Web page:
As story after story breaks about the United States government seemingly spying on its own citizens without warrants or even suspicions it’s easy to feel a bit insecure. Those pictures you posted on your Facebook of your cousin’s wedding were meant to be between you and your 200 Facebook friends, and each of their 200 Facebook friends, and also your followers on Tumblr, but that’s IT. Johnny Law has no business snooping around your album titled “Slam drunk: Spring Break 2012″, there’s a reason you blocked your parents from seeing it.
I’m with you. But in this political climate, I can’t imagine the government giving up their new spy toys. They are just too much fun and so, so easy to do. Also, they probably cost more than the entire NASA space program so giving them up would be wasteful. Looks like we, as private citizens capable of feeling a prick of shame when it comes to our online activities, have to take matters into our own hands.
A lot of websites are providing people with a great deal of suggestions on how to “go off the grid”, but you can’t make it more than a few paragraphs in before your head starts spinning with technical jargon like “Virtual Private Network”, “IP address”, or “Is the little green light next to the power button on?”. As far as I’m concerned, if grandma can’t figure it out, it’s not worth doing. So instead, I humbly suggest a few practical, common sense, suggestions to keep the Feds off your trail. Prepare to disappear.
1. Padlock your home computer
A ton of internet experts (referred to as “hackers” or “cyber-ninjas”) parade out a myriad of ways you can prevent people from “hacking” or “cyber-ninjaing” your computer through various security programs and firewalls. Well, to them I say, if a padlock was good enough for grandma’s “special bedroom box” then it’s good enough for computers. I’m not sure where the best location to place the lock on the computer tower is (every tower is different), but I’d suggest somewhere near the front. It serves to not only prevent a break in but also acts as a strong deterrent from even TRYING to break in.
2. Camouflage your cell phone
The NSA has said before that when it comes to cell phones, if they can’t see it, they can’t spy on it. Keeping it in your pocket or fannypack is fine for most times, but when you have to use it, guess what? It’s out, it’s exposed, its compromised. Prevent this by painting the entire phone in military grade camouflage (Nordic climes, don’t forget to modify yours for “winter colors”). I’ve seen a few people do this and forget to paint the screen, to which I sneer: What? You don’t mind if the NSA see’s your screen? Usually, that searing rhetorical question is enough to make them see that they have been acting like fools.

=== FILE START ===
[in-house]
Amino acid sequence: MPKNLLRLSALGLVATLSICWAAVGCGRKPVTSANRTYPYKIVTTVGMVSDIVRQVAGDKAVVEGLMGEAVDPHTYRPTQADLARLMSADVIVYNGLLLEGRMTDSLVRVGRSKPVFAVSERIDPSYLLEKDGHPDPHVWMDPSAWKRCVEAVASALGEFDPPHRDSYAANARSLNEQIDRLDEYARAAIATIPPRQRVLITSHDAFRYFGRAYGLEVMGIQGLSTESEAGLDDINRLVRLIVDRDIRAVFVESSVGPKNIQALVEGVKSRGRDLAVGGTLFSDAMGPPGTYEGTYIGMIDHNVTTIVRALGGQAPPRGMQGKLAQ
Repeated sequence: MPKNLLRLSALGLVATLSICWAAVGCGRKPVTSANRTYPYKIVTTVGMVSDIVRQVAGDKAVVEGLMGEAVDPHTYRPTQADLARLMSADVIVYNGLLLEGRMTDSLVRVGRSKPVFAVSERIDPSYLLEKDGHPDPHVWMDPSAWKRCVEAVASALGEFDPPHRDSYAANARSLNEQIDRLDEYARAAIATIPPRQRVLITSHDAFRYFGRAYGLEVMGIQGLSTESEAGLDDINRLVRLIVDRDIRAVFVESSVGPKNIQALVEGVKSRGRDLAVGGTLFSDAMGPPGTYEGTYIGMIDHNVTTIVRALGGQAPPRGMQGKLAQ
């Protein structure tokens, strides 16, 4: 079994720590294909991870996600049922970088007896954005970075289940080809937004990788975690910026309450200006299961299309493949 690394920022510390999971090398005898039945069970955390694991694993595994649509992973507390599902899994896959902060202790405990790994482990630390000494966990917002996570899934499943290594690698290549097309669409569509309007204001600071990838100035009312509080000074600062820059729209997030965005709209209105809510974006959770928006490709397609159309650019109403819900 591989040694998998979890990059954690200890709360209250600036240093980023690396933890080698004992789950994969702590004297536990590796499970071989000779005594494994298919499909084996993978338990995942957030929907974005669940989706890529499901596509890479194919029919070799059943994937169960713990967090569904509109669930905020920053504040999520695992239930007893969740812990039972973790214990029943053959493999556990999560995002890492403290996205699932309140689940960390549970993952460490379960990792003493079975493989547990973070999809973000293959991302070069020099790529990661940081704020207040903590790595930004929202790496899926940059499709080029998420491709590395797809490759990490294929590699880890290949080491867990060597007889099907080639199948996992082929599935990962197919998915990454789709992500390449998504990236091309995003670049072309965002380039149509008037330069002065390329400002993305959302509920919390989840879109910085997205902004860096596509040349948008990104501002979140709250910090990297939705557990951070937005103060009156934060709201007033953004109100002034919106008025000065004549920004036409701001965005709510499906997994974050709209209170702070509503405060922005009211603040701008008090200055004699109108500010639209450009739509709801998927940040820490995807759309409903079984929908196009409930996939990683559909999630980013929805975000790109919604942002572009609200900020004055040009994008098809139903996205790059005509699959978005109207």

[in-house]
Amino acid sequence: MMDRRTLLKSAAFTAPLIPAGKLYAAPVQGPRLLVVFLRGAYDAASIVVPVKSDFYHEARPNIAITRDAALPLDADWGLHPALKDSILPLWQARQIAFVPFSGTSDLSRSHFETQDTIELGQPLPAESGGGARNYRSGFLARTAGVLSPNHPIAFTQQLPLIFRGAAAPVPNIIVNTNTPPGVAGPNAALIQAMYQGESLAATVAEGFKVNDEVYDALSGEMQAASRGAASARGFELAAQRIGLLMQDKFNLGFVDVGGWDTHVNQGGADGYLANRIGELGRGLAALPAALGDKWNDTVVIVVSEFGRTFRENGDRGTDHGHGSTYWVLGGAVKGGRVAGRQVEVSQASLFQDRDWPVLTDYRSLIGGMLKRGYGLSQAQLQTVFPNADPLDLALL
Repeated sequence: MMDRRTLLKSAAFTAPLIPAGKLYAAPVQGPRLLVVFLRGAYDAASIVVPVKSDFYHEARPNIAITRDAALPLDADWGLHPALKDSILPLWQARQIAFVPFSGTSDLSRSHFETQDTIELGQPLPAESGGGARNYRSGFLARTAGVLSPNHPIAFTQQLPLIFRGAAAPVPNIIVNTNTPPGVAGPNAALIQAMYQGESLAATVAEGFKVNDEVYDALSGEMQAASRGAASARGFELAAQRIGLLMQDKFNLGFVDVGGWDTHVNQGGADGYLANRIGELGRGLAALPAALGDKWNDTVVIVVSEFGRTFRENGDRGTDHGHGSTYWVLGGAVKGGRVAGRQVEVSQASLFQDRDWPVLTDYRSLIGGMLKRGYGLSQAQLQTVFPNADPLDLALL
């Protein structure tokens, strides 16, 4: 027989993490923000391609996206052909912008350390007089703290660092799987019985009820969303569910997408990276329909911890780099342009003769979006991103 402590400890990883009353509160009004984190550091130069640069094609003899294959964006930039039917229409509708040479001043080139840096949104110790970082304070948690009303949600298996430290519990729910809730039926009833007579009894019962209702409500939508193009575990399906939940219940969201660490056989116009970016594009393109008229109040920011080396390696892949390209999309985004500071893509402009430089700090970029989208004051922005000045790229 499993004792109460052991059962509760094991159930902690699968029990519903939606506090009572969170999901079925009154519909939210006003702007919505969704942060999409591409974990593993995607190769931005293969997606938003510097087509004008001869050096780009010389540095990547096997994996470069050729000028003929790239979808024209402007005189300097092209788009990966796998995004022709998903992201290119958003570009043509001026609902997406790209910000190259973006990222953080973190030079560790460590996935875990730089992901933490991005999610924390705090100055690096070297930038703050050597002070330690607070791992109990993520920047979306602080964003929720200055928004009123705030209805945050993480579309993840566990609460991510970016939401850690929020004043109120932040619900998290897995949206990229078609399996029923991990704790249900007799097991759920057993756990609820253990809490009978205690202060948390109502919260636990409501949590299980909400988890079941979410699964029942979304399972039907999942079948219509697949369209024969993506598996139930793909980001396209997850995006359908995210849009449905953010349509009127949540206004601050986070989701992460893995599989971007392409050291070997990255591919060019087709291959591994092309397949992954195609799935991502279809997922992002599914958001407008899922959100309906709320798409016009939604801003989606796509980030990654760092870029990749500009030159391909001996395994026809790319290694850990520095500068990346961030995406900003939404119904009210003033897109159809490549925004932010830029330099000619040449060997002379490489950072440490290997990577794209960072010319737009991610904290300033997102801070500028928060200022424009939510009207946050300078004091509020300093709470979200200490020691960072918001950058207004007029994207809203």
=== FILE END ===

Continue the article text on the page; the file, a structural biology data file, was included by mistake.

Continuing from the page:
3. Use code words
When you have to talk on the phone, and you think the information may be compromising, use “code words” generously. For example, here is a recent phone conversation I had:
Me: Hey man, do you know what’s up? Got any tickets?
Him: Yeah, I’ve got several pounds of the best tickets you’ve ever smoked.
Me: Hm. How much would an 8th of a ticket cost?
Him: 100 bones.
Me: That sounds like a good price for an 8th of a ticket, but what if I want to buy a bit of snow too?
Him: That costs a bit more.
Me: Okay, I’ll just take the 8th of a ticket do you think that will be enough to roll a fatty.
Him: More than enough.
You see? To a G-man, it seems like I’m just buying a ticket to the movies and asking about the weather, but to an experienced windtalker, it was actually an exchange for drugs. I bet the government boys listening in were pulling their hair out trying to figure out what we were talking about and to that I say, good, let them squirm a little!
4. No Selfies
If you’ve ever seen CSI you know that facial recognition software has advanced at quite a clip since the early days. Putting a selfie on facebook is basically an invitation for spies to run it through their criminal database and find that you have unpaid parking tickets and are wanted for murder in Wisconsin. Also they make you look stupid.
5. Limit googling yourself to once per hour
I know it’s tough, but this is a post 9/11 world and we all have to make sacrifices. If you must google yourself (like me), you should limit this to the bare minimum of once per hour or 24 times per day. This aligns with the average amount the average American googles his or herself per day so it avoids suspicion. There are two exceptions: If you are a celebrity or 16 years old, it would look MORE suspicious if you DIDN’T google yourself at every waking minute of your life. Plan accordingly.
6. Write a handwritten letter to Mark Zuckerberg asking him to stop selling your information
Politely but firmly ask Mark Zuckerberg, inventor of Facebook, to stop stealing your private information and selling it to Match.com and the Federal Bureau of Investigation. He is legally obligated to reply (may take up to 6 to 8 weeks) and remove you from his list of people he’s using like livestock to further line his pockets. He probably gets several hundreds of these per day so a hint to help you stand out is to write yours in blood.
7. Talk quietly, never above a whisper
This should be obvious, but the louder you talk on your phone the better the spooks on the other end can hear you. If you whisper they can barely hear you. They might not even be able to make out your exact words depending on your accent or the severity of your lisp. Text messages are even better because they will only hear silence on the other end. As far as I know there is absolutely no way they could hear your text messages so they are the most private way of communicating ever and what you write in one will absolutely never come back to haunt you.
8. Speak to a dead person through a medium, who then tells the dead person to tell a medium at another location what your message is to an awaiting friend or loved one.
This one is pretty self explanatory. It’s not rocket science.